If we adopt pessimism as a creed, and with it accept the implication that life in general being an evil should be put an end to, then there is no ethical warrant for these actions by which life is maintained: the whole question drops. But if we adopt either the optimist view or the meliorist view – if we say that life on the whole yields more pleasure than pain; or that it is on the way to become such that it will yield more pleasure than pain; then these actions by which life is maintained are justified, and there results a warrant for the freedom to perform them. Those who hold that life is valuable, hold, by implication, that men ought not to be prevented from carrying on life-sustaining activities. In other words, if it is said to be ‘right’ that they should carry them on, then, by permutation, we get the assertion that they ‘have a right’ to carry them on. Clearly the conception of ‘natural rights’ originates in recognition of the truth that if life is justifiable, there must be a justification for the performance of acts essential to its preservation; and, therefore, a justification for those liberties and claims which make such acts possible.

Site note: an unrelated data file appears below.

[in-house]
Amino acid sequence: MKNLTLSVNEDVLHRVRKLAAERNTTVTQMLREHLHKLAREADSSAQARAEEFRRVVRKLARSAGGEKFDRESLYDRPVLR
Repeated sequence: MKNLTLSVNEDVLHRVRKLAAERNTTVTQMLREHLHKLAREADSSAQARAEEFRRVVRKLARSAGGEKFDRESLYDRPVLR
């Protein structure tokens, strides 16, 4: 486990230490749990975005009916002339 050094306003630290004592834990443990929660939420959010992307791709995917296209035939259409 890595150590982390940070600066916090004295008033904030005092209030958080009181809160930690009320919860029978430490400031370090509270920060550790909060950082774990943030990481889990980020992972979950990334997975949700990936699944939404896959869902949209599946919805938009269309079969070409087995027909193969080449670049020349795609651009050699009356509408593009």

Herbert Spencer, “The Great Political Superstition,” The Man versus The State (1884)